• County of Fairfax, Virginia Revenue Options Requiring General Assembly Authorization 1. Sales Tax - 0.5% 2. Gas Tax - $0.01 per gallon 3. Gas Tax - 1% of sales price 4. Hotel Tax - 2% on room rate 5. Vehicle Rental Tax - 2% 6. Grantor’s Tax - $0.40 per $100 value 7. Initial Registration Fee on new/newly-located vehicles - 1% of value 8. Regional Vehicle Registration Fee - $10 9. Vehicle Repair Sales Tax - 5% on labor 10. Safety Inspection Fee - $10 11. Vehicle Miles Traveled Tax 12. Commercial Parking Fee 13. Sales Tax on Services 14. TollsDepartment of Transportation23
  • County of Fairfax, Virginia Format Example – Sales Tax Definition: Tax on retail sales in Fairfax County Current Rate: There is currently a 1% local option sales tax that goes to the County general fund. The County receives the 1% local option of the 5% state rate. Example Rate: 0.5% increase to the current tax rate Potential Annual $83 million Revenue at Example Rate: Requirements: An increase to the current rate requires General Assembly authorization. Bond Eligibility? Could be bonded, depending on how it is implemented. Who pays? Businesses, Fairfax County residents, and non-residents who buy things in Fairfax County. Who doesn’t pay? People who do not buy things in Fairfax County Effect on • $214 per year per household Household: • Assumption: Sales Tax generated in Fairfax County is $83,438,153 with 390,900 households in the County. This amount may be overstating the impact on Fairfax County households.Department of Transportation24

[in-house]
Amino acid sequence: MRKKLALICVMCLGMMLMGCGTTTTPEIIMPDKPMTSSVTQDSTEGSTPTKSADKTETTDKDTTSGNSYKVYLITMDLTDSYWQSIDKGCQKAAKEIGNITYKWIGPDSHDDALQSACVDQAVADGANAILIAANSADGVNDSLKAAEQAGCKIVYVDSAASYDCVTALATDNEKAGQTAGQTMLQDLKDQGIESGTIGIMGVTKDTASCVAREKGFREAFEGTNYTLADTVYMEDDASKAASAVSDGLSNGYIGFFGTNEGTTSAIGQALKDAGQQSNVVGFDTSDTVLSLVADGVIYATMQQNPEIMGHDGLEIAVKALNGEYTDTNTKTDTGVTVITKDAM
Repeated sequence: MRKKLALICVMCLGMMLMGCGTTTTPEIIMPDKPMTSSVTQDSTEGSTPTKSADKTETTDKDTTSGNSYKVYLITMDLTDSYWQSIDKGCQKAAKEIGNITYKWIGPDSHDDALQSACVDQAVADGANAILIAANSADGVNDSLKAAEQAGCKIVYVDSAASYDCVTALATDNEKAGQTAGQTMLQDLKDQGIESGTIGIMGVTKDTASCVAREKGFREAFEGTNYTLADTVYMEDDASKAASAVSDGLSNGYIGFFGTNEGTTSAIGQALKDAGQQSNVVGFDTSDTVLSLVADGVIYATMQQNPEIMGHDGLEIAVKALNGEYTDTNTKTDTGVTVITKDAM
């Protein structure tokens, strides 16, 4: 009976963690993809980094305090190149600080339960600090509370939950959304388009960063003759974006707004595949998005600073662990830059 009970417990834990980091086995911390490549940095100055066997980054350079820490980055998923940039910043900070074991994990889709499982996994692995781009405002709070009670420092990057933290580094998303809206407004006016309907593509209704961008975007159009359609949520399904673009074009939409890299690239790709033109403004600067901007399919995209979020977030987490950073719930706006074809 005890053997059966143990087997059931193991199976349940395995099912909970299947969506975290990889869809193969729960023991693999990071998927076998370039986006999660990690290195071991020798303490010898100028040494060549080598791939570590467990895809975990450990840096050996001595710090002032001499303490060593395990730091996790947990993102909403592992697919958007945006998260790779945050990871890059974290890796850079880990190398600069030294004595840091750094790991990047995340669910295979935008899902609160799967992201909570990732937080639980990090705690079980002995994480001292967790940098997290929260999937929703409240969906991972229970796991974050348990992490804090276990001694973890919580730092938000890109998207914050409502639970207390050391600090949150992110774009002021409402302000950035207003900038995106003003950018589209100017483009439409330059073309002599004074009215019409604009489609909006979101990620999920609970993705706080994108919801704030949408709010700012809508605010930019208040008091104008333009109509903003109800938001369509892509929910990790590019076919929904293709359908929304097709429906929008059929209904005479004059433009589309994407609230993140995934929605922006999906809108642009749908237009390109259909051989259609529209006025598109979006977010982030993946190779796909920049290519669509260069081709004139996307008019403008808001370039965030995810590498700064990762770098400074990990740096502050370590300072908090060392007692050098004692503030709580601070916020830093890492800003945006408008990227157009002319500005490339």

• County of Fairfax, Virginia More Resources Available OnlineVisit the county’s web page at www.fairfaxcounty.gov/fcdot/cdot/ for moreinformation about the Countywide Dialogue on Transportation including:• Examples of projects that could be funded with new sources of revenue• List of projects that are already funded or in progress• Map of transportation projects that are currently funded• Map of County roads with heaviest traffic congestion• Detailed information for each of the 20 funding options• Online surveyDepartment of Transportation25